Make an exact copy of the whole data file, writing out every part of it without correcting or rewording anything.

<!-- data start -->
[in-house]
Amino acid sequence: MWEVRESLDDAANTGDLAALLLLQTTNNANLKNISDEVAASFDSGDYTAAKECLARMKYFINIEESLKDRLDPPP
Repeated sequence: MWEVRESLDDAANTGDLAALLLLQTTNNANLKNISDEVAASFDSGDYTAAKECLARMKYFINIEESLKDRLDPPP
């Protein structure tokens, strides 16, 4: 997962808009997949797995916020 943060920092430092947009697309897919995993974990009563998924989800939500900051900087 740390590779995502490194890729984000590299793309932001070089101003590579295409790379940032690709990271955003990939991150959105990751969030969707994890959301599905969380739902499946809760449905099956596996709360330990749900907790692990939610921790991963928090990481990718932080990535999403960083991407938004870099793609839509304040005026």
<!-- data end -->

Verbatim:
[in-house]
Amino acid sequence: MWEVRESLDDAANTGDLAALLLLQTTNNANLKNISDEVAASFDSGDYTAAKECLARMKYFINIEESLKDRLDPPP
Repeated sequence: MWEVRESLDDAANTGDLAALLLLQTTNNANLKNISDEVAASFDSGDYTAAKECLARMKYFINIEESLKDRLDPPP
């Protein structure tokens, strides 16, 4: 997962808009997949797995916020 943060920092430092947009697309897919995993974990009563998924989800939500900051900087 740390590779995502490194890729984000590299793309932001070089101003590579295409790379940032690709990271955003990939991150959105990751969030969707994890959301599905969380739902499946809760449905099956596996709360330990749900907790692990939610921790991963928090990481990718932080990535999403960083991407938004870099793609839509304040005026």